It Doesn't Matter If Piketty Is Wrong

The controversy over the data in Thomas Piketty's bestselling book "Capital in the 21st Century" has a bright side: People are discussing something that actually matters in the real world.
Inequality matters. Photographer: Tim Graham/Getty Images

Wherever the debate about the data in Thomas Piketty's work on inequality may lead, there's at least one bright side: The argument itself reflects a desirable shift in the field of economics toward answering questions that really matter.

Economics, at its best, is about what makes us better off and how we can have more of it. For decades preceding the financial crisis, though, the mainstream strayed from that laudable goal. The workhorse models economists used to understand the world became largely thought experiments, filled with perfectly rational beings, benign equilibriums and absurd assumptions that bore little relation to reality. As a result, the crisis caught much of the profession unprepared.

Piketty's approach is completely different. He focuses on three profoundly relevant questions: What is happening with inequality, is it a problem for society, and what can be done about it? He has spent much of his academic career collecting and cobbling together the data on income and wealth needed to find answers. He has put the data online for others to use, and helped create valuable resources such as the World Top Incomes Database.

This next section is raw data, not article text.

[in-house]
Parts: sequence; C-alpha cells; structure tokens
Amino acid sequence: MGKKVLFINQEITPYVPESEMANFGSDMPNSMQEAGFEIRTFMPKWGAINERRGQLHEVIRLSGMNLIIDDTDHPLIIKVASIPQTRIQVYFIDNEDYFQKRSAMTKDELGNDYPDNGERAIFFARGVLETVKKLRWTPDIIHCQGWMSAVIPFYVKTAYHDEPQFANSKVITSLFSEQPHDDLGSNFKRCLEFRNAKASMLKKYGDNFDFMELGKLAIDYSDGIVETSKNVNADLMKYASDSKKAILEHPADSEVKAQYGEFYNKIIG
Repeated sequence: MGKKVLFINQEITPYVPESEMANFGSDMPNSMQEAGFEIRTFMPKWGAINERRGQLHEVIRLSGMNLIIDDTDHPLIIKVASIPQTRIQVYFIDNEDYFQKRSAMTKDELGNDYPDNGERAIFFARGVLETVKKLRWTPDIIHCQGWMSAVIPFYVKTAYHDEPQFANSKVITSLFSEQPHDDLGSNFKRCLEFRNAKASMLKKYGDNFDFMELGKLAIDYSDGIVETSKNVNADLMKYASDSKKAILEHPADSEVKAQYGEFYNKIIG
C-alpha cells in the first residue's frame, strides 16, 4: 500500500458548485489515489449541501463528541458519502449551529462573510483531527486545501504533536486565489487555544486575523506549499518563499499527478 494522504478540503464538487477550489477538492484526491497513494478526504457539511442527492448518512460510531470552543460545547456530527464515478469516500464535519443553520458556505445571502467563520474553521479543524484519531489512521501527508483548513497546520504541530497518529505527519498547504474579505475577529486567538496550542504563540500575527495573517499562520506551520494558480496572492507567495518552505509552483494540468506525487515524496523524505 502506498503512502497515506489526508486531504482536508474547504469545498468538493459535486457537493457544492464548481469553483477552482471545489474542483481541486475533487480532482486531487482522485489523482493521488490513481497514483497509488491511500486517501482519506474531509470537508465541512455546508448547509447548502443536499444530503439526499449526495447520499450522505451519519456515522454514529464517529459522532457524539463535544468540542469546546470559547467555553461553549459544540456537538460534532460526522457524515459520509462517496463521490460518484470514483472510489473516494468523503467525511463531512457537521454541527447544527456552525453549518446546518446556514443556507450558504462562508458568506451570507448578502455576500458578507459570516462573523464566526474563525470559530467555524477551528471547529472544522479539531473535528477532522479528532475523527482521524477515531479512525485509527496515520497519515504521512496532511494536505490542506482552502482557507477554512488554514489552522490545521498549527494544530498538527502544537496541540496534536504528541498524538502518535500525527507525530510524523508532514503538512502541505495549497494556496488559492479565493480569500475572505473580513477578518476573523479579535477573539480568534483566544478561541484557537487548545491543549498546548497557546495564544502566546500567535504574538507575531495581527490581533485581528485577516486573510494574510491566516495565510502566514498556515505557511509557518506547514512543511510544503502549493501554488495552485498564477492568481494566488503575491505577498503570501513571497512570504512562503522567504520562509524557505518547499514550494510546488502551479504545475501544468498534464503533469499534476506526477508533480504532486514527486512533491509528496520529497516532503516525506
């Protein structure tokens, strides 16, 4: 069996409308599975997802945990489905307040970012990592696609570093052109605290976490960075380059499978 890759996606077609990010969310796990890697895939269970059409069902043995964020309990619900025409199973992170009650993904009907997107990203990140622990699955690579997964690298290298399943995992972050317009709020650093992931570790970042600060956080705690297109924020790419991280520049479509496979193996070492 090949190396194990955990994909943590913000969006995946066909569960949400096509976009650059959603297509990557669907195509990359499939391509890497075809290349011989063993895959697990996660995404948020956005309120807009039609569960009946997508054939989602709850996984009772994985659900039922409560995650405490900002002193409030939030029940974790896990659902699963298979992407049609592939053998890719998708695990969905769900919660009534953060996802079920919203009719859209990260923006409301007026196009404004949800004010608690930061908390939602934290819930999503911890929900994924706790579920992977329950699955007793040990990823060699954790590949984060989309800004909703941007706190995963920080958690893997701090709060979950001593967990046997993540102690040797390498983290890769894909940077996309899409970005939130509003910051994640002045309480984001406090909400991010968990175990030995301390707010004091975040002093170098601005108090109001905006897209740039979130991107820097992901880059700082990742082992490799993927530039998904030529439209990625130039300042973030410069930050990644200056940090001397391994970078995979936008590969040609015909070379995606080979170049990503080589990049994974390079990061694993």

Many, including Bloomberg View, reasonably disagree with the sweeping conclusions Piketty has drawn from his data, and the Financial Times has stirred up controversy by questioning some of the wealth data. In doing so, they contribute to our understanding of a phenomenon crucial to our well-being. This wouldn't be possible without Piketty's original work.

Piketty is not alone. The style of empirical economics he represents is enjoying a sort of renaissance. Consider the work of Raj Chetty and colleagues on equality of opportunity, Carmen Reinhart and Kenneth Rogoff on the history of financial crises, Justin Wolfers and Betsey Stevenson on happiness, or Amy Finkelstein and co-authors on the Oregon Health Insurance Experiment.

One takeaway from Piketty's experience -- and from that of Reinhart and Rogoff before him -- is that empirical work is difficult. Cobbling together big data sets and teasing out the important trends involve all manner of assumptions, adjustments and judgment calls. Errors are inevitable, and decisions should be questioned. The more transparent the process, and the more people try to replicate the work, the faster our understanding will develop.

In this spirit, whether Piketty or any of these researchers are "right" or "wrong" hardly matters. As long as they are acting competently and in good faith, and generating data that others can use to explore relevant questions, they are absolutely heading in the right direction.

This column does not necessarily reflect the opinion of Bloomberg View's editorial board or Bloomberg LP, its owners and investors.